In embodiments of this invention, a feature is the ability to recreate a given image or video frame from the low-frequency component of its WT which can be ¼, 1/16, 1/64 etc. the size of the original image or video frame. This can be done precisely by applying the mathematics of direct wavelet transformation (WT) and the computations described below.

Take, for example, the Haar wavelet. The direct Haar WT low-frequency coefficients are a2=0.5 and a1=0.5 and the high-frequency coefficients are b2=+0.5 and b1=−0.5. The IWT low-frequency coefficients are aa2=1.0 and aa1=1.0 and the IWT high-frequency coefficients are bb2=−1.0 and bb1=+1.0. The WT is applied to the individual pixel rows and columns of a given image or video frame. This is done separately for the luminance (Y) and chrominance (U, V) components of the different pixels of each row and column. It can also be done for the R, G and B planes.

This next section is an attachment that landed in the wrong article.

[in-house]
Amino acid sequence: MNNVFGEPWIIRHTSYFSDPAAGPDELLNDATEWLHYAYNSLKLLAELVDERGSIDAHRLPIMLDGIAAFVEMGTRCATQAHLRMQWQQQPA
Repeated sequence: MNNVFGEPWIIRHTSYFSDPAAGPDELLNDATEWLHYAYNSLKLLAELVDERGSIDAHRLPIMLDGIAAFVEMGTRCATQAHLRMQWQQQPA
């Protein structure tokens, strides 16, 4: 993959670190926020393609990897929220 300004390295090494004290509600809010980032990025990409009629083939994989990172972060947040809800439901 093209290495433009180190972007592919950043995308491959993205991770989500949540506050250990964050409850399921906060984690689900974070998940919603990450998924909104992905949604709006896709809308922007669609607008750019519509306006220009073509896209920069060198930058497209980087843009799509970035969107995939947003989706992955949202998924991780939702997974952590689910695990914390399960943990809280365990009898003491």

Let's define a set of yis to constitute the different values of one such component of a given row or column of an image or video frame. Let's also define a set of xis to be the corresponding WT low-frequency values and a set pf zis to be the corresponding WT high-frequency values.

We can then write for the Haar WT (with decimation and no wraparound):

X0 = a2y0 + a1y1 Z0 = b2y0 + b1y1
X1 = a2y2 + a1y3 Z1 = b2y2 + b1y3
Xn = a2y2n + a1y2n+1 Zn = b2y2n + b1y2n+1

The procedure for these calculations is shown in FIG. 26.

Knowing both the xis and the zis we can reconstruct exactly the yis by calculating the corresponding IWT.
y 0 =aa 2 x 0 +bb 2 z 0 =x 0 −z 0
y 1 =aa 1 x 1 +bb 1 z 1 =x 1 +z 1
y 2 =aa 2 x 1 +bb 2 z 1 =x 1 −z 1
y 3 =aa 1 x 2 +bb 1 z 2 =x 2 +z 2